Speaking at the “Thailand Economic Outlook 2019” event, Somkid Jatusripitak said that Thailand will need to radically reform its economic structure if it wants to keep up with the changing and fast-growing Asean neighbours. The deputy PM and economics tsar also warned that in a few years Vietnam’s economy could overtake that of Thailand.
Somkid is entirely correct in describing the situation, which is known to all of us. But what he deliberately neglected to explain is why we have reached this low point. The answer is Thai culture’s deep-rooted practices of corruption, nepotism, cronyism, etc. Making things worse is the persistent low quality of Thai education. How can Thailand have an innovative and digital economy when the culture discourages people from thinking critically and challenging the traditional mindset?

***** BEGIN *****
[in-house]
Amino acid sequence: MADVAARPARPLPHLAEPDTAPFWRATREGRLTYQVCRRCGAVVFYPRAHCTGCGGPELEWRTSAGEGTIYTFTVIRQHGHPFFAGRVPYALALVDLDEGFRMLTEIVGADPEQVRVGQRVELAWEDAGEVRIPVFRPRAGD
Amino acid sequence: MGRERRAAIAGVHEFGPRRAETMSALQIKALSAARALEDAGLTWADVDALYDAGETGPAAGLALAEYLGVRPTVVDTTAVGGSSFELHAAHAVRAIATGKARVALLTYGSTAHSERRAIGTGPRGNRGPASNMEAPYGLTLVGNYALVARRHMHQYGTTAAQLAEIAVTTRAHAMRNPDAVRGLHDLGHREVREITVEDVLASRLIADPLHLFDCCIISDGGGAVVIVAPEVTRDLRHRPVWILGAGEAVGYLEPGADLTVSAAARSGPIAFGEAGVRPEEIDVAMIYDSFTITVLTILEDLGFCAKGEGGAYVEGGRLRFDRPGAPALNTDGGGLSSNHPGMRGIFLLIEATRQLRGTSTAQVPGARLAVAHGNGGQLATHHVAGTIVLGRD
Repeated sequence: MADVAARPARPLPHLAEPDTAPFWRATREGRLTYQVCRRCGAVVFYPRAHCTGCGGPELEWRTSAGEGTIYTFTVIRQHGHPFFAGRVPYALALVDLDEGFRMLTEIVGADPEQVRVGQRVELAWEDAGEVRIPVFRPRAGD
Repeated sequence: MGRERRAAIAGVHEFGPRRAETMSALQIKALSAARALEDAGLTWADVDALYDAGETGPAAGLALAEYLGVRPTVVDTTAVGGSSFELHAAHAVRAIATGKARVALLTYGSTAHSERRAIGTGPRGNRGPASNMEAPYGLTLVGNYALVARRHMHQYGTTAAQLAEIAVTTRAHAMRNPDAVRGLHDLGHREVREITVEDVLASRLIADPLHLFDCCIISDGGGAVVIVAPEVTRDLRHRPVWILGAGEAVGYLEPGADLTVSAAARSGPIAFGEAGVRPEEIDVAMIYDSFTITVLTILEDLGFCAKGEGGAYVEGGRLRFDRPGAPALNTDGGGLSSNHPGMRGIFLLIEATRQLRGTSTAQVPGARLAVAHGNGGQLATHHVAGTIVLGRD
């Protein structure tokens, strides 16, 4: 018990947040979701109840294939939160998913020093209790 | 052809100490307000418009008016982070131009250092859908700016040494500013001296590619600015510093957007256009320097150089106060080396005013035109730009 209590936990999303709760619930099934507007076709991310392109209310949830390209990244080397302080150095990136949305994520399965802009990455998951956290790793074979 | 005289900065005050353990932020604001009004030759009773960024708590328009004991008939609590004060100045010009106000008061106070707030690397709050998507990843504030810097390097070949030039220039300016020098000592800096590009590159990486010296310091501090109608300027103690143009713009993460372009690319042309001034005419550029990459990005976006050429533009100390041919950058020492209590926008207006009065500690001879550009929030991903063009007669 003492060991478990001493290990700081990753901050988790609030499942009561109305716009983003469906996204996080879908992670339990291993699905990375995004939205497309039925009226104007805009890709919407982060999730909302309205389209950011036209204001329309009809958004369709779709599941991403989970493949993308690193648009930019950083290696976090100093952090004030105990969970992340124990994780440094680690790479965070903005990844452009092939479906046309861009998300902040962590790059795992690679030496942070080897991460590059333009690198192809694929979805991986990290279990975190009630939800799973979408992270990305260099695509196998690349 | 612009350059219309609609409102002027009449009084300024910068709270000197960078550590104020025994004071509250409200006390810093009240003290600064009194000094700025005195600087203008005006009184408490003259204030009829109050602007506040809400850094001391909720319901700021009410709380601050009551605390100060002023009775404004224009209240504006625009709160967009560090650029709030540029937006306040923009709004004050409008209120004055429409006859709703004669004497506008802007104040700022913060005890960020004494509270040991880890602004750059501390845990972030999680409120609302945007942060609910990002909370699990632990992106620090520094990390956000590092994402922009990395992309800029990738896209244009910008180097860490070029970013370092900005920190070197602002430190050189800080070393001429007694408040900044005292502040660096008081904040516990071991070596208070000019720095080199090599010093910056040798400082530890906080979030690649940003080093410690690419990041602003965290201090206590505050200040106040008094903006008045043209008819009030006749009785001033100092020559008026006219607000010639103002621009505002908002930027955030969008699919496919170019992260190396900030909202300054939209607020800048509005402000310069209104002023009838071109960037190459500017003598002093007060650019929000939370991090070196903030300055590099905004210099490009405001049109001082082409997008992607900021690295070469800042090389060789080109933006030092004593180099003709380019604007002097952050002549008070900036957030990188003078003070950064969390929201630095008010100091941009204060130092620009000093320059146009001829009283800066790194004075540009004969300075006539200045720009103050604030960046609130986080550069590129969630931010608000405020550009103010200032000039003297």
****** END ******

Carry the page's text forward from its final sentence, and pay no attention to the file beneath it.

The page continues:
In October, Thailand was ranked No 1 in the world for income disparity in a report by Swiss Bank Credit Suisse. The gap between the rich and poor is far greater than one would imagine. Thailand has many billionaires near the top of Forbes’ list. At the same time 20-30 per cent of the population is in the low-income agriculture sector where their produce fetches no added value and they find it hard to make daily ends meet. Such low incomes help the politicians to exploit them via money politics, whose dominance is aided by a centralised government bureaucracy governed by an elite few. Hence, Somkid’s talk was just political lip service.
Even as deputy PM in charge of the nation’s economy he has been unable to make tangible achievements.
As someone said a while ago, Thailand is like a patient with prostate cancer – he will not die from it, he will die with it.